23/10/2017

Mittelstand

Fact 1: German SMEs prize their employees

One good indication that a company takes care of its people and takes a long term view of human resources is a high rate of interns: SMEs provide virtually 85 percent of all trainee posts in Germany, which means that they make a substantial contribution to ensuring the low level of unemployment among young people in Germany. But these companies also score points with employees thanks to their strong results in terms of employer certification and rankings, and in employee surveys. A comprehensive study by the Institute for Leadership and Human Resource Management of the University of St. Gallen on human resource management in German SMEs produced the following, positive findings:

Fact 2: German SMEs are family-minded

A healthy corporate culture also means taking employees’ commitments outside their jobs into account – especially challenging family situations. The SMEs realised this long ago and are continually extending their family-friendly policies. These include flexible working hours – as well as the possibility of working from home, or even taking sabbatical leave. Surprisingly enough, even during the severe economic crisis of 2009, these small and medium-sized businesses remained as family-friendly as ever and even stepped up this policy in many domains.

Fact 3: German SMEs are modern and cosmopolitan

It is also thanks to its successful SMEs that Germany enjoys a leading position among the world’s exporting nations. Even seemingly small companies with 50 to 100 employees often have customers, and receive orders from, all over the world. Many of the larger companies have production facilities and sales units abroad, but most of them keep their corporate production and functions, such as research, development and design, in Germany. On average, the exporting SMEs export 20 percent of what they produce. In terms of everyday work, this means that exciting and challenging tasks and all kinds of career opportunities await the employees – and, in many cases, business contacts all over the world.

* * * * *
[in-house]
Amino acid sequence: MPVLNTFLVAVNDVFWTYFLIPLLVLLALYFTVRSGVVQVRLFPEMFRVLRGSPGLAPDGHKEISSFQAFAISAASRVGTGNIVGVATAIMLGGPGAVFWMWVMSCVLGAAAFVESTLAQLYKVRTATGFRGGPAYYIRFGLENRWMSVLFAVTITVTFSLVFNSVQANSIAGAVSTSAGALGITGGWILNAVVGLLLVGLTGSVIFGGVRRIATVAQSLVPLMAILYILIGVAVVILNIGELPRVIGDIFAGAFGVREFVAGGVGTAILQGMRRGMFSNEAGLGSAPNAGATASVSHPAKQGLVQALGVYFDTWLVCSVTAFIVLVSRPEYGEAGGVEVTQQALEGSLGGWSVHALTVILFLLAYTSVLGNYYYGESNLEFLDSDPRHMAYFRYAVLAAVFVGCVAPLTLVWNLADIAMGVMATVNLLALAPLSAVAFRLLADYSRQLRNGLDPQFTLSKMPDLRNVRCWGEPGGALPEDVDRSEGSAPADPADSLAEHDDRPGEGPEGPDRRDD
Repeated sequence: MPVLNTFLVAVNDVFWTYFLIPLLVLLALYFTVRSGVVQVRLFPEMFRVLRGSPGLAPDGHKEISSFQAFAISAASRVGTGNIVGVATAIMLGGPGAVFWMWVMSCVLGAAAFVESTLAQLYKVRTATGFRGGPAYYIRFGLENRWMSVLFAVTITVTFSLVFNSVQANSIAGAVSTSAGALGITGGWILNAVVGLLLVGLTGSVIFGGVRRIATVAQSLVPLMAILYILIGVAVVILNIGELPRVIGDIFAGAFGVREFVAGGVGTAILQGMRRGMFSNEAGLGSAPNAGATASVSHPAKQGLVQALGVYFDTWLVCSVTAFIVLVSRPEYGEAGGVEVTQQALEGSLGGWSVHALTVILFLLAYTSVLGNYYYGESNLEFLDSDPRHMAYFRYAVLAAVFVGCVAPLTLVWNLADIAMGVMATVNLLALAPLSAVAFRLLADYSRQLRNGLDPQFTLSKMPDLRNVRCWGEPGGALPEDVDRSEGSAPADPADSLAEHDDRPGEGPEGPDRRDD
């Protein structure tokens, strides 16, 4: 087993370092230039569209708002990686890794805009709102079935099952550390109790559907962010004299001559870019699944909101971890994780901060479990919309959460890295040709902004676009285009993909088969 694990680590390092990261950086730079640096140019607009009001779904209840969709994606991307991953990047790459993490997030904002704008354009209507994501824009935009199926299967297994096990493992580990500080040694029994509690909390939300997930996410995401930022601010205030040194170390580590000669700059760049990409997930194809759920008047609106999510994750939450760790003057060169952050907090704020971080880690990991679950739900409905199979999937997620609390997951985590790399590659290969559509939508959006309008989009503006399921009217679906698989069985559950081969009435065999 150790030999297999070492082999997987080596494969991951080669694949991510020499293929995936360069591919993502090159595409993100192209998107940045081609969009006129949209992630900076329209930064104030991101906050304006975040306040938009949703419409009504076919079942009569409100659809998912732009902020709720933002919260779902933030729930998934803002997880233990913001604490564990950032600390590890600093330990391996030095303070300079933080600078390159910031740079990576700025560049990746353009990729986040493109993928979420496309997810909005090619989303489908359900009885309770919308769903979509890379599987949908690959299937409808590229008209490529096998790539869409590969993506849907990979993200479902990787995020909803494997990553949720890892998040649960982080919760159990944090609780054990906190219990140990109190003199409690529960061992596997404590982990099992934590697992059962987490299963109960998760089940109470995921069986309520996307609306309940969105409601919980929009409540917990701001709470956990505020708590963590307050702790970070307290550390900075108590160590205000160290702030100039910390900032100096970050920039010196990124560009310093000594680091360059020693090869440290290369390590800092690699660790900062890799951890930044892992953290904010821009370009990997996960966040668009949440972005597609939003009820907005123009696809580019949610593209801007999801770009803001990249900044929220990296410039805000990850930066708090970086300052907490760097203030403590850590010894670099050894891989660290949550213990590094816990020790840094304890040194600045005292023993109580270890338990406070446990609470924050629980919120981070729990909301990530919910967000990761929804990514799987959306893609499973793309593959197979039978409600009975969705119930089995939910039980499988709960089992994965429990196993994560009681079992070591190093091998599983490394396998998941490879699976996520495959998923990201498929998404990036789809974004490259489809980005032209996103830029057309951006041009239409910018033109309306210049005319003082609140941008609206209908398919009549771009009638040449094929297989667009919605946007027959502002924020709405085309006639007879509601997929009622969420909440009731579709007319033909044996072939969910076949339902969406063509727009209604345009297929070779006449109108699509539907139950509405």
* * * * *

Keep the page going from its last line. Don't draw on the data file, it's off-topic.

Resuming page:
Fact 4: German SMEs offer enticing career opportunities

In many companies, even the larger ones, the work atmosphere is very informal: the paths to managers are short and the employees are involved in decision-making and assume responsibilities. Very few have the feeling of being just a "small cog in a large wheel". German SMEs have flat hierarchies, a fact which is confirmed by surveys. And directly involving the employees has another positive effect – dedicated employees are able to prove what they’re worth quickly and soon get the chance of taking advantage of continuing education offers, or climbing up a rung on the career ladder.

Fact 5: German SMEs invest to create more jobs

Corporate investment fuels growth and innovation – and consequently employment in terms of the national economy. Investing billions of euros, German SMEs are the motor of the German economy. The timeline below shows that after the financial and economic crisis of 2009, recovery set in the very next year.

 Fact 6: The strongholds of German SMEs

Southern Germany boasts an exceptional number of "hidden champions". This means companies which rank among the top three on the global market or are European leaders. The "hidden" epithet stems from the fact that these companies are little known to the public, because instead of producing well-known everyday goods, they supply mainly specialised products and services to industry. It is estimated that Germany has some 1,300 hidden champions. Most of the global market leaders can be found in Germany’s south-west. Surprisingly, many of these companies are based outside major conurbations, as the regional world market leadership rankings show.

Fact 7: German SMEs do business for the long term

When turnover and profits are on the rise, SMEs traditionally place great value on building up financial "buffers" for leaner times. That enables them to budget for the long term and offer relatively secure jobs. Having a commonsense financial reserve helps them to withstand losses due to economic fluctuation, for example, or even to invest using their own capital. The good news is that among German SMEs, the proportion of equity in relation to total share capital has been rising for years. They even carried on doing sound business during the financial and economic crisis. The bottom line: these companies often show great business stability.

Fact 8: SMEs have a strong sense of social responsibility

It is estimated that German companies voluntarily put €11.2 billion into society every year. Here again, the great sense of responsibility and special mindset of the SMEs is evident: more than 63 percent of the companies with fewer than 50 employees and over 71 percent of the companies with 50-499 employees invest in projects for children and young people, cultural and social projects, or other projects of social interest. The percentage of socially responsible companies is admittedly much higher among the large-scale companies, but in proportion to their turnover, the SMEs put more money into social projects.
 
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